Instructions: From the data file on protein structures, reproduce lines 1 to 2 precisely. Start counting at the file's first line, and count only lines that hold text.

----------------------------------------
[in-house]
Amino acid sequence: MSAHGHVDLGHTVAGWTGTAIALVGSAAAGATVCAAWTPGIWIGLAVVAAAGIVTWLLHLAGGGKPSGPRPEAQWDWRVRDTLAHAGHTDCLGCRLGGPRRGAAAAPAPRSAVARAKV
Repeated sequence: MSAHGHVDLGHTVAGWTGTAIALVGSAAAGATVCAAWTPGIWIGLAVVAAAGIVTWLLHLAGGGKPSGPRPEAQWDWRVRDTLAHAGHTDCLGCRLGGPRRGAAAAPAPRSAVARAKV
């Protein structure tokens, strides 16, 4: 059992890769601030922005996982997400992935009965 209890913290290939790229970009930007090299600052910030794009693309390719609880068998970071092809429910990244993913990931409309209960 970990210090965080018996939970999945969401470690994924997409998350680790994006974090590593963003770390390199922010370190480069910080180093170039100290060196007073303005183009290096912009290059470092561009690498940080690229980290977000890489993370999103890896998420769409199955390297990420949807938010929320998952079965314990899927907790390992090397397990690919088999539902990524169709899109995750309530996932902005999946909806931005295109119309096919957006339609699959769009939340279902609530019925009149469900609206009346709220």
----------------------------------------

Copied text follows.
[in-house]
Amino acid sequence: MSAHGHVDLGHTVAGWTGTAIALVGSAAAGATVCAAWTPGIWIGLAVVAAAGIVTWLLHLAGGGKPSGPRPEAQWDWRVRDTLAHAGHTDCLGCRLGGPRRGAAAAPAPRSAVARAKV